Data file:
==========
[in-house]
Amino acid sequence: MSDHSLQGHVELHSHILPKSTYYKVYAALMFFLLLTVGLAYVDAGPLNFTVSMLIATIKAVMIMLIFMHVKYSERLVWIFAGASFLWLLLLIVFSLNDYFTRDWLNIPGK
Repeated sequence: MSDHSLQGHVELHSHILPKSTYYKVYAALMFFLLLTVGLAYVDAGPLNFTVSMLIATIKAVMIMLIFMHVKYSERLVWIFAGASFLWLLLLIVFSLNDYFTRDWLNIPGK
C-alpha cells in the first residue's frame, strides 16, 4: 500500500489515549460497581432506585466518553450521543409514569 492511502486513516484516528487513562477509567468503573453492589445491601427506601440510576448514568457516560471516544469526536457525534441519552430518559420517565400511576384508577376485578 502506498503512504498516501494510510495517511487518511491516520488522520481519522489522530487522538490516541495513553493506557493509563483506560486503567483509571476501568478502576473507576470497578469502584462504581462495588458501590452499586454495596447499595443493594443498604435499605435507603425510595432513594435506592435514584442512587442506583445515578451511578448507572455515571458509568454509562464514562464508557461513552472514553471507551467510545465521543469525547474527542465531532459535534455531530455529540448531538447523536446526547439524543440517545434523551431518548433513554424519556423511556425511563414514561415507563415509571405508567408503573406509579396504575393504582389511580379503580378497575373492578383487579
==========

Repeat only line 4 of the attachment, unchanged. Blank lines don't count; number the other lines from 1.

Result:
C-alpha cells in the first residue's frame, strides 16, 4: 500500500489515549460497581432506585466518553450521543409514569 492511502486513516484516528487513562477509567468503573453492589445491601427506601440510576448514568457516560471516544469526536457525534441519552430518559420517565400511576384508577376485578 502506498503512504498516501494510510495517511487518511491516520488522520481519522489522530487522538490516541495513553493506557493509563483506560486503567483509571476501568478502576473507576470497578469502584462504581462495588458501590452499586454495596447499595443493594443498604435499605435507603425510595432513594435506592435514584442512587442506583445515578451511578448507572455515571458509568454509562464514562464508557461513552472514553471507551467510545465521543469525547474527542465531532459535534455531530455529540448531538447523536446526547439524543440517545434523551431518548433513554424519556423511556425511563414514561415507563415509571405508567408503573406509579396504575393504582389511580379503580378497575373492578383487579